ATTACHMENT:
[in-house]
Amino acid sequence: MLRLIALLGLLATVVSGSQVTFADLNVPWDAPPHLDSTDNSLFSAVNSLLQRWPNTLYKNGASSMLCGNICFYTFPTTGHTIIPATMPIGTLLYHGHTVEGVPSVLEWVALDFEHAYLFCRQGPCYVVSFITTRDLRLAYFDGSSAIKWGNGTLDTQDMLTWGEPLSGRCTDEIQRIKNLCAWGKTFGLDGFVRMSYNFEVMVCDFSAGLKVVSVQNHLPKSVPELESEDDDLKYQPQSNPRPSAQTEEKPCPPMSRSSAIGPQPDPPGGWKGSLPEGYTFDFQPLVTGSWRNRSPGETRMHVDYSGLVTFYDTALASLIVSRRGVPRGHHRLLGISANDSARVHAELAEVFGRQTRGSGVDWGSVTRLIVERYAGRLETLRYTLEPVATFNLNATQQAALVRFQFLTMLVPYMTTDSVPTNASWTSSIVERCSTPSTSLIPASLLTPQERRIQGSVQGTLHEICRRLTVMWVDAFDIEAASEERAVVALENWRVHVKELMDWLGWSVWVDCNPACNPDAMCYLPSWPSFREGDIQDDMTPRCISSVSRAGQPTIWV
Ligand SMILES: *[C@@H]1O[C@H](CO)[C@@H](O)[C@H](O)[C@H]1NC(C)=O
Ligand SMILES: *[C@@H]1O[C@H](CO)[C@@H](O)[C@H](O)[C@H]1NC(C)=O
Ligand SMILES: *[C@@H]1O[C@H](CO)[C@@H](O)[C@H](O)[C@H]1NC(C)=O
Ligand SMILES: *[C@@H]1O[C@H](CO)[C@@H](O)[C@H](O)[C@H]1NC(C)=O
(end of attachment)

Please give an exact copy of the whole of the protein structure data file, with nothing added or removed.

[in-house]
Amino acid sequence: MLRLIALLGLLATVVSGSQVTFADLNVPWDAPPHLDSTDNSLFSAVNSLLQRWPNTLYKNGASSMLCGNICFYTFPTTGHTIIPATMPIGTLLYHGHTVEGVPSVLEWVALDFEHAYLFCRQGPCYVVSFITTRDLRLAYFDGSSAIKWGNGTLDTQDMLTWGEPLSGRCTDEIQRIKNLCAWGKTFGLDGFVRMSYNFEVMVCDFSAGLKVVSVQNHLPKSVPELESEDDDLKYQPQSNPRPSAQTEEKPCPPMSRSSAIGPQPDPPGGWKGSLPEGYTFDFQPLVTGSWRNRSPGETRMHVDYSGLVTFYDTALASLIVSRRGVPRGHHRLLGISANDSARVHAELAEVFGRQTRGSGVDWGSVTRLIVERYAGRLETLRYTLEPVATFNLNATQQAALVRFQFLTMLVPYMTTDSVPTNASWTSSIVERCSTPSTSLIPASLLTPQERRIQGSVQGTLHEICRRLTVMWVDAFDIEAASEERAVVALENWRVHVKELMDWLGWSVWVDCNPACNPDAMCYLPSWPSFREGDIQDDMTPRCISSVSRAGQPTIWV
Ligand SMILES: *[C@@H]1O[C@H](CO)[C@@H](O)[C@H](O)[C@H]1NC(C)=O
Ligand SMILES: *[C@@H]1O[C@H](CO)[C@@H](O)[C@H](O)[C@H]1NC(C)=O
Ligand SMILES: *[C@@H]1O[C@H](CO)[C@@H](O)[C@H](O)[C@H]1NC(C)=O
Ligand SMILES: *[C@@H]1O[C@H](CO)[C@@H](O)[C@H](O)[C@H]1NC(C)=O